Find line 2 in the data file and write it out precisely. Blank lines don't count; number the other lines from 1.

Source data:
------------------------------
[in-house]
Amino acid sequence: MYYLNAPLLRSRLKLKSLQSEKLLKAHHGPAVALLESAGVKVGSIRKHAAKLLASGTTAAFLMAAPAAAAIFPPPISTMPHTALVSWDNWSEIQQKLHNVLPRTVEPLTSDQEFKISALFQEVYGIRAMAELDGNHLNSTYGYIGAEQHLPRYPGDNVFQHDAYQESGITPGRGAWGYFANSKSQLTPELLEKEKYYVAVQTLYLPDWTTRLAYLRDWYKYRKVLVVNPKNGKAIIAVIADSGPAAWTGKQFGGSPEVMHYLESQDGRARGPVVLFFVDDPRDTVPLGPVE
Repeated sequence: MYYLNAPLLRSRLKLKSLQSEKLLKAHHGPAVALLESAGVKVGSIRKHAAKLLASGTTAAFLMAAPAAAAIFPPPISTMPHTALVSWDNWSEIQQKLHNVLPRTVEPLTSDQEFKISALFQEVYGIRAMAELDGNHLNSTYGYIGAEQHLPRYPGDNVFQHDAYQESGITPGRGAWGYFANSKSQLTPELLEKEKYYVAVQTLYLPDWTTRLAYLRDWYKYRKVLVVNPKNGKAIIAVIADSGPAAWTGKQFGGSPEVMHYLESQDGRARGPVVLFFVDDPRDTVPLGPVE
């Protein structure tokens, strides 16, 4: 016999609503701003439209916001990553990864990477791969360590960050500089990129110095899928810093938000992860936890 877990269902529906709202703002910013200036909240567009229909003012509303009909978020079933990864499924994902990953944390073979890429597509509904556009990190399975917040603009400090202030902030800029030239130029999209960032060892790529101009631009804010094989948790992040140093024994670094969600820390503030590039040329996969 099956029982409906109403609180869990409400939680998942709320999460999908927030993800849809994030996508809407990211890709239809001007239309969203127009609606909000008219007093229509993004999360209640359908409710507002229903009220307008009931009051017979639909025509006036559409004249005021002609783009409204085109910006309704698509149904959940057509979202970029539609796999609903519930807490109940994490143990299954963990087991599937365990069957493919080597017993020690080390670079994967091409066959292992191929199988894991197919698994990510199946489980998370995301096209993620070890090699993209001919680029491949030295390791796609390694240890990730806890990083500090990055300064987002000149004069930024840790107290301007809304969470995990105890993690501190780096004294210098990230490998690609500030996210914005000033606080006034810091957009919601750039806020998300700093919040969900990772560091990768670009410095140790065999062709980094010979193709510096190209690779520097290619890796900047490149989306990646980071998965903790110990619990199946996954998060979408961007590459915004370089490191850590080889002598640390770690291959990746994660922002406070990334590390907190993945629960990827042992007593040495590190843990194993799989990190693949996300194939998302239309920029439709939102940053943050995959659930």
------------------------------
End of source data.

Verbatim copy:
Amino acid sequence: MYYLNAPLLRSRLKLKSLQSEKLLKAHHGPAVALLESAGVKVGSIRKHAAKLLASGTTAAFLMAAPAAAAIFPPPISTMPHTALVSWDNWSEIQQKLHNVLPRTVEPLTSDQEFKISALFQEVYGIRAMAELDGNHLNSTYGYIGAEQHLPRYPGDNVFQHDAYQESGITPGRGAWGYFANSKSQLTPELLEKEKYYVAVQTLYLPDWTTRLAYLRDWYKYRKVLVVNPKNGKAIIAVIADSGPAAWTGKQFGGSPEVMHYLESQDGRARGPVVLFFVDDPRDTVPLGPVE